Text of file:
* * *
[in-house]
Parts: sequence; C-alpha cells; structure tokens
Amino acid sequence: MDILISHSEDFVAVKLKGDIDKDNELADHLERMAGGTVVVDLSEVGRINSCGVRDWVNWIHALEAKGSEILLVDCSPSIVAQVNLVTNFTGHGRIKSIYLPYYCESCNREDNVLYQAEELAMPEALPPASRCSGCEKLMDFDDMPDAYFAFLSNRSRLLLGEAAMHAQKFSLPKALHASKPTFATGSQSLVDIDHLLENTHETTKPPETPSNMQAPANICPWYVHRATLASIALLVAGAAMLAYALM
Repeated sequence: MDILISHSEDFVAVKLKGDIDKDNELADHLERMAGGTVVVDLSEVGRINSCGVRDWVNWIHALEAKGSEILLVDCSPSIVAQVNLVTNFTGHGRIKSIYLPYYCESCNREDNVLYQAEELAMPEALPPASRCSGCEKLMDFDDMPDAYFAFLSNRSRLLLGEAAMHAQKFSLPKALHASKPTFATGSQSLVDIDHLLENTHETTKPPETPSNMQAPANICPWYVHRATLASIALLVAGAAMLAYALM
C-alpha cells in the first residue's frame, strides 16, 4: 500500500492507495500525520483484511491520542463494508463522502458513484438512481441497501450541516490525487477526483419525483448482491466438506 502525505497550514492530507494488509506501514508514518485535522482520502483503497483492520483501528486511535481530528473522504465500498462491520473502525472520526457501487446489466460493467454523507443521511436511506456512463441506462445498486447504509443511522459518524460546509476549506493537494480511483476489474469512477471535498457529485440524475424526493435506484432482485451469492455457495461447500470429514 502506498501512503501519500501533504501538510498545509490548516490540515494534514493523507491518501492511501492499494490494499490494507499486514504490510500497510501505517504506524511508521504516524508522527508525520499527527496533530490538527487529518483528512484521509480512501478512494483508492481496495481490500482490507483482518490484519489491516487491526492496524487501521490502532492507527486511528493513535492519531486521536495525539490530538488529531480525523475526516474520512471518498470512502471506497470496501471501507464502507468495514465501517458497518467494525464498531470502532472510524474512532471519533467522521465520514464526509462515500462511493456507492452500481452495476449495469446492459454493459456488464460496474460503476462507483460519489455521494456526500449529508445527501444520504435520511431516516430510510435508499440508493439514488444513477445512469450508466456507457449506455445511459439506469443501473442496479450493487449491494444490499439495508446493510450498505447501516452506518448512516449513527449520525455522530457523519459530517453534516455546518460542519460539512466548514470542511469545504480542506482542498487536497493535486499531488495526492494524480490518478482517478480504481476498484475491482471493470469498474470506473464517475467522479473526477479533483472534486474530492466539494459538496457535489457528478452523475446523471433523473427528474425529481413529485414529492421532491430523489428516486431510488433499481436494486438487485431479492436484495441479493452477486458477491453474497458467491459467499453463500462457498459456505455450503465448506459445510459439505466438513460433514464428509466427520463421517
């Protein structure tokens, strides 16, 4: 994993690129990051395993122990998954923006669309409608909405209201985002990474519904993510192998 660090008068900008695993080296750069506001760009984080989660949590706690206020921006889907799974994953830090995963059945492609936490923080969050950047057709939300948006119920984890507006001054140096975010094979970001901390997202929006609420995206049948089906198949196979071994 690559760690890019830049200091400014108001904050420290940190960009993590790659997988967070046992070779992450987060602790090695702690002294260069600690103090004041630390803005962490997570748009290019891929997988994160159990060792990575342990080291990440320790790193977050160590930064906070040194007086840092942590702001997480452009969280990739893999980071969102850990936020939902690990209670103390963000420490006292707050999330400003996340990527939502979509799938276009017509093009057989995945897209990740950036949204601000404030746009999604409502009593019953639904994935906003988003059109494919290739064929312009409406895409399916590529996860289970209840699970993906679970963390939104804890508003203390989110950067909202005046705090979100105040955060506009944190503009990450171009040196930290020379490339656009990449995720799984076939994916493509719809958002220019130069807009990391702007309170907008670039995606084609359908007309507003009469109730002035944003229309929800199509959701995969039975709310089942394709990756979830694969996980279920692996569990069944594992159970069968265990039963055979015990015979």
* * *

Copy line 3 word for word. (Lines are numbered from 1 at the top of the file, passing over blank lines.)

Amino acid sequence: MDILISHSEDFVAVKLKGDIDKDNELADHLERMAGGTVVVDLSEVGRINSCGVRDWVNWIHALEAKGSEILLVDCSPSIVAQVNLVTNFTGHGRIKSIYLPYYCESCNREDNVLYQAEELAMPEALPPASRCSGCEKLMDFDDMPDAYFAFLSNRSRLLLGEAAMHAQKFSLPKALHASKPTFATGSQSLVDIDHLLENTHETTKPPETPSNMQAPANICPWYVHRATLASIALLVAGAAMLAYALM